During the annual review itself, my evaluator went through my portfolio and read selectively. She glanced at the grades my mother had given me on the tests we chose to include, and maybe read through one of them in detail. It would have been blindingly easy to fake our way through an evaluation. All we would need were a couple of inflated tests. Without the superintendent review, an already easily-corruptible process would have had no teeth at all. We could count on our evaluator to put in some effort because her license was on the line if the school board contradicted her review. If nobody had checked her work, how could we trust her to check mine?

It is a common practice for a homeschool parent who has a teaching certificate or otherwise qualifies to be an evaluator to conduct portfolio evaluations for other homeschooling families in her community. Many homeschooling parents feel the need to prevent outside intervention in homeschooling families even when there are concerns and to make sure homeschoolers look good regardless of the cost to the children in question. As a result, homeschool parent evaluators are likely to sign off on every portfolio, including those with severe deficiencies.

Yes, But Is It Common?

By now the problem should be obvious. Without accountability, there is nothing to stop an evaluator from signing off on a homeschooled student’s portfolio without looking at it, or to prevent an evaluator from signing off on a portfolio they know is substandard. How often does this happen? The Testimony of the Pennsylvania Association of School Administrators gives us some idea:

Under current law, the school district receives the evaluator’s report and student portfolio. We work to provide the parents with appropriate feedback that is designed to assist them in their role as their child’s teacher. . . .

We view this work as a core responsibility, not just because it is the law, but because we think it helps those parents who choose home schooling and protects those children whose parents may not have the best motives in mind. It is not unheard of for a few parents to use the home education law as a way to have their child avoid discipline, truancy charges or other consequences. We urge you to leave the accountability and oversight provisions of the home education law as is. We believe the relatively minor burden placed on parents and school districts to assure that appropriate education is being provided is worth the price. We do not know how many home schooled students will be harmed should their direct oversight be removed.

We do know from the last public report on home education issued by the Department of Education that, of the 22,136 students who were home educated in 2006-07, 14 had affidavits returned by the superintendent, 108 were identified by the evaluator as having inappropriate educational programs, and 228 were identified by the superintendent as having inappropriate educational programs. In 2006-07, 12 formal hearings were held regarding inappropriate programs.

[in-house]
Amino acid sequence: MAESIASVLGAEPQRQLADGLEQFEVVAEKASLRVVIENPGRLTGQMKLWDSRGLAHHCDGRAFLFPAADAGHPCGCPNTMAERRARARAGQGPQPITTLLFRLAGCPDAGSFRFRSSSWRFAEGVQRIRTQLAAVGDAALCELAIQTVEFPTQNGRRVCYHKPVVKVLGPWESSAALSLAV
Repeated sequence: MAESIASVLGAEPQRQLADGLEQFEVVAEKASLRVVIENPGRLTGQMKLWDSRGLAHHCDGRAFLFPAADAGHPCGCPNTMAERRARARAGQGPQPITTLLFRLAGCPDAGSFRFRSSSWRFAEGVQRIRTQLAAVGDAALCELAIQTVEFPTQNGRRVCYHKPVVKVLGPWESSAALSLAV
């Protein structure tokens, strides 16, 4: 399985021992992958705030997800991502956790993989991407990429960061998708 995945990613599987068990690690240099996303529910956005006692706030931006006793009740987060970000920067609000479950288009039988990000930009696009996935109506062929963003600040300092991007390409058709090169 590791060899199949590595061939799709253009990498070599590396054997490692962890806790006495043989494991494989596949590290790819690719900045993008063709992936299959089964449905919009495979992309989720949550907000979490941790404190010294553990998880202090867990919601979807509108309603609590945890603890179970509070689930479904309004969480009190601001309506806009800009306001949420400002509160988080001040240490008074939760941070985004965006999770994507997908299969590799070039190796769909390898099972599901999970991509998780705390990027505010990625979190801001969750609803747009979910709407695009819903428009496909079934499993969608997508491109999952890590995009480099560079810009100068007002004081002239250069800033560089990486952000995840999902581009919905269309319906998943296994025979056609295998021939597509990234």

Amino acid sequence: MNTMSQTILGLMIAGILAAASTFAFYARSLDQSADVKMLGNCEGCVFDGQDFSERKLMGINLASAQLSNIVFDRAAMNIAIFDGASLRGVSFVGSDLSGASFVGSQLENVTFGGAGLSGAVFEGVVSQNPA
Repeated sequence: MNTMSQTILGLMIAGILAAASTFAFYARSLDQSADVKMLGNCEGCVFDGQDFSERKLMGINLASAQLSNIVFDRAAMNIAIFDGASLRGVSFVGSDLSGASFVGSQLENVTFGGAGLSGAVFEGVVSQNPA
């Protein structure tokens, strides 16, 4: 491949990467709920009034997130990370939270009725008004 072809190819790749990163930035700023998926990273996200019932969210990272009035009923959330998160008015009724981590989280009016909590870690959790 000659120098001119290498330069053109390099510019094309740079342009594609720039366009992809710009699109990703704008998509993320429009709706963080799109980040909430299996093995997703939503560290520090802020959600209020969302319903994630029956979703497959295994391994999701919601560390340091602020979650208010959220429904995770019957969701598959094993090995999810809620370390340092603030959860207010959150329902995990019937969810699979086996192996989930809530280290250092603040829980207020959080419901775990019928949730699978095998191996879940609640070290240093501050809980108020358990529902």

While the responsibility of reviewing the evaluators’ reports and students’ portfolios each year is extra work for school districts, it is work that goes to the core of what we have sworn an oath to do. It is work that is appropriately assigned to us. By removing the requirement that student portfolios and evaluations undergo an annual review by the superintendent, home education students would no longer be subject to independent, unpaid review of each student’s academic progress. . . . We strongly oppose removing the responsibility of the superintendent to review the annual evaluation and portfolio and instead place this responsibility solely with the paid evaluator.

While evaluators identified 108 inappropriate educational programs for the 2006-2007 school year, superintendents located 228 additional inappropriate educational programs that evaluators had signed off on. These evaluators may have been friends or relatives, or they may have been more interested in getting paid than in properly carrying out their responsibilities, or they may have had more concern for the reputation of the homeschooling community than for the education of the community’s children. That the portfolio review system needs accountability is verified both by the testimony of homeschool alumni and the records kept by the Pennsylvania Association of School Administrators.

Conclusion

We need a system of accountability for portfolio evaluators. Whether it be a conflict of interest or the financial incentive or a desire to close ranks and keep other homeschoolers free from outside intervention at all costs, evaluators have many reasons to be less than honest in their evaluations—and it is the children who suffer. Evaluators should not be able to sign off on insufficient progress without having to worry about getting caught. Many homeschooled children rely on portfolio evaluations to ensure that they receive an education, and when evaluators fall down on the job it is these children’s education that suffers. When evaluators are not held accountable, parents are not held accountable, and when parents are not held accountable there will be homeschooled children who receive substandard educations.

At this point, there is likely no stopping HB 1013, as it is unlikely that the current governor will veto the bill. What we can do is raise awareness about the importance of accountability for portfolio evaluators. We would not allow a construction company building a bridge to hire and compensate their own safety inspector. Why would we think this system any less given to corruption when applied to homeschooling? Accountability is important whatever is at stake, whether bridge safety or children’s education.

Please join us in promoting accountability for portfolio evaluators.

Rachel Coleman

Rachel Coleman

Rachel Coleman is the Executive Director of CRHE. She was homeschooled K-12 and is an instructor at Indiana University.
Rachel Coleman